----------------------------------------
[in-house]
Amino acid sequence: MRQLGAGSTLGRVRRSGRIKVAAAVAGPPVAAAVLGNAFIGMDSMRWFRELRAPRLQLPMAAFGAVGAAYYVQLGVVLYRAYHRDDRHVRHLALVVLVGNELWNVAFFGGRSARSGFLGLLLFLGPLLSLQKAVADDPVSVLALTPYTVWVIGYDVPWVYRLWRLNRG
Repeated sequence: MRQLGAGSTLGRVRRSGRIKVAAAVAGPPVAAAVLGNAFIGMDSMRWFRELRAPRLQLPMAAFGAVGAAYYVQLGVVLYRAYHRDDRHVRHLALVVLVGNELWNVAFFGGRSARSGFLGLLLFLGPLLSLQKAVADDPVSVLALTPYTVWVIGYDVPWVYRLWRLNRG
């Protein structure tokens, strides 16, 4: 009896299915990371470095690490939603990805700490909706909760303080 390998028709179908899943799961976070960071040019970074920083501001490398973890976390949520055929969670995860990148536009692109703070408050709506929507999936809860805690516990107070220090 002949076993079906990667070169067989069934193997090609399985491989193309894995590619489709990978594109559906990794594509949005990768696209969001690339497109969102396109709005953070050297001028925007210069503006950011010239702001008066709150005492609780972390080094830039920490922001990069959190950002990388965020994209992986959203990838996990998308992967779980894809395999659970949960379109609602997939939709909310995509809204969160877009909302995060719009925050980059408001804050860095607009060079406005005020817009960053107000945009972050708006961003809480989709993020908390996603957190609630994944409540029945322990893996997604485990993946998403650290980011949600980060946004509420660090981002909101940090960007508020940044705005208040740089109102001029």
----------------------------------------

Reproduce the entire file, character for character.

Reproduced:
[in-house]
Amino acid sequence: MRQLGAGSTLGRVRRSGRIKVAAAVAGPPVAAAVLGNAFIGMDSMRWFRELRAPRLQLPMAAFGAVGAAYYVQLGVVLYRAYHRDDRHVRHLALVVLVGNELWNVAFFGGRSARSGFLGLLLFLGPLLSLQKAVADDPVSVLALTPYTVWVIGYDVPWVYRLWRLNRG
Repeated sequence: MRQLGAGSTLGRVRRSGRIKVAAAVAGPPVAAAVLGNAFIGMDSMRWFRELRAPRLQLPMAAFGAVGAAYYVQLGVVLYRAYHRDDRHVRHLALVVLVGNELWNVAFFGGRSARSGFLGLLLFLGPLLSLQKAVADDPVSVLALTPYTVWVIGYDVPWVYRLWRLNRG
């Protein structure tokens, strides 16, 4: 009896299915990371470095690490939603990805700490909706909760303080 390998028709179908899943799961976070960071040019970074920083501001490398973890976390949520055929969670995860990148536009692109703070408050709506929507999936809860805690516990107070220090 002949076993079906990667070169067989069934193997090609399985491989193309894995590619489709990978594109559906990794594509949005990768696209969001690339497109969102396109709005953070050297001028925007210069503006950011010239702001008066709150005492609780972390080094830039920490922001990069959190950002990388965020994209992986959203990838996990998308992967779980894809395999659970949960379109609602997939939709909310995509809204969160877009909302995060719009925050980059408001804050860095607009060079406005005020817009960053107000945009972050708006961003809480989709993020908390996603957190609630994944409540029945322990893996997604485990993946998403650290980011949600980060946004509420660090981002909101940090960007508020940044705005208040740089109102001029």